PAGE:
The first notable modern observation of the event took place on October 13, 1959 when E.H. Rowe looked at the crater through his 36-inch telescope. He too saw the white flash but unlike others he also spotted a reddish glow that was at the perimeter of the white flash. It lasted a few seconds, then only the normal glow remained. Just over 4 years later on October 29, 1963 James A, Greenacre and Edward Barr (both at Lowell Observatory) looked at the crater. They too saw red, orange, and pink colorings but did not secure any pictures. However, Greenacre was established as a well-respected lunar expert so the findings had some weight to it. And a few days later on November 1 and 2, 1963 Zdenek Kopal and Thomas Rackham see similar luminescence on the moon and were able to photograph them. These findings were published in Scientific American that year, and more and more sightings of the event were being recorded by others. Astronauts even got a first-hand view of this. During Apollo 11, NASA was told that a TLP was happening at that moment in the crater. They asked the Apollo 11 crew to look at the crater from their vantage point and found that indeed the general area seemed to glow (Seargent 14, Hanks).
The usual theories came into play with the crater to explain its glowing aspects, and it should be noted that Aristarchus has some interesting properties in-of-itself that make the seemingly anomalous clustering make more sense. For starts, its albedo (reflectivity) is much higher than its surroundings. Also, it has a central peak in its center that is rather high, catching lots of sunlight and adding to the contrast of its surroundings. And it’s in a prime viewing spot, being easy to spot and also visually interesting to look at. All of these make it a prime location for seeing TLPs (Hanks).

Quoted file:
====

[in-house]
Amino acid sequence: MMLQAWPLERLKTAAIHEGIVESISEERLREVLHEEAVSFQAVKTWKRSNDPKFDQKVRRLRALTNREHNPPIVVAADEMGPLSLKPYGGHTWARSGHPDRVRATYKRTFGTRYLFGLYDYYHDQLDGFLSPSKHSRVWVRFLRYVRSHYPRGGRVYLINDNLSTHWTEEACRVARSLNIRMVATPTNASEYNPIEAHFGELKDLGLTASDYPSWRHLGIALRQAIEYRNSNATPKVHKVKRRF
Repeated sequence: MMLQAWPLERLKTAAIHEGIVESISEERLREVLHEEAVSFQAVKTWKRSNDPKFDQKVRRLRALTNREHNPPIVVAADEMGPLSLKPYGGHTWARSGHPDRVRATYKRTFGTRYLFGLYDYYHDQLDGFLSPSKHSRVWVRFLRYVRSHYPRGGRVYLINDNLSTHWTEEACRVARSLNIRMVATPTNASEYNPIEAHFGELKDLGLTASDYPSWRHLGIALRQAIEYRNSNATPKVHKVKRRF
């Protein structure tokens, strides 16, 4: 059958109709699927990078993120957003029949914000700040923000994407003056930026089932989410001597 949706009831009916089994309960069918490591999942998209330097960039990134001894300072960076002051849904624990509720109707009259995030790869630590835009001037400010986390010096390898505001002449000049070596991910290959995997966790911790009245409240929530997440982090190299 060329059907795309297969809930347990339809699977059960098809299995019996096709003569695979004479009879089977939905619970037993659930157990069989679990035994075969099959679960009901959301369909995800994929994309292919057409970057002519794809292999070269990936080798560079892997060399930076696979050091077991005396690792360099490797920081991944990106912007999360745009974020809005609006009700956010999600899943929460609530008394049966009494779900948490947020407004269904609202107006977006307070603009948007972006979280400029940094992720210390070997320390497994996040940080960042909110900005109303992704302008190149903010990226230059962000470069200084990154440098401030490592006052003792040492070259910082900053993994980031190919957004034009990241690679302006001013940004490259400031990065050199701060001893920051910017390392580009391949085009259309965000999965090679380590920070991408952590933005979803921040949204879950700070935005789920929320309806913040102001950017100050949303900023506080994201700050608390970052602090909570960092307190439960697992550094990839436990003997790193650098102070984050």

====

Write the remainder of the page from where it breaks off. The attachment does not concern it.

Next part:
This is another crater with a history of TLPs. On October 26, 1956, Dinsmore Alter took a near-UV picture of the crater and noticed that the bottom was all blurry. Based on how the picture was taken, only an ionizing atmosphere would account for the sighting seen, meaning some outgassing was occurring at the time. On November 2, 1958 Mikolai A. Kozyrev saw an “eruption” near the high point on the Alphonsus crater for about 30 minutes. And fortunately, the 48 inch reflector he was using had a spectrometer so he was able to gather chemical information on what he was seeing. His data indicated that it was mainly C2/C3 molecular gas and the spectrum had a peak near the center and was white in appearance. The brightness then decreased until the normal albedo was restored. Scientists wondered if an outflow of gas from below the surface was the culprit, but why would it happen then? Maybe it was a comet impact, which would explain the carbon seen but the odds of one hitting the moon are quite low. Another point against this was how Kozyrev spotted further activity at the same spot on October 23 1959 (Seargent 13, Trident).
Thus far, no scientific consensus has been reached on the subject. Some have noted that the known sightings has dropped since the 1970s, maybe because of improvements in technology or because of a lull in lunar activity. Who knows, but surely as the years progress we will find more data that will enable us to reach our conclusion(s) about what caused TLPs.
Armagh Observatory. “Whatever happened to transient lunar phenomena?” armaghplanet.com. Armagh Observatory and Planetarium, 27 Feb. 2014. Web. 25 Sept. 2018.
Hanks, Micah. “The Aristarchus Anomaly: A Beacon on the Moon?” mysteriousuniverse.org. 8th Kind Pty Ltd, 28 Nov. 2013. Web. 25 Sept. 2018.
Seargent, David A.J. Weird Astronomy. Springer, New York. 2011. 6-8, 13-4, 19.
Trident Engineering Associates. “Project Moon-Blink.” NASA. October 1966. Print.
© 2019 Leonard Kelley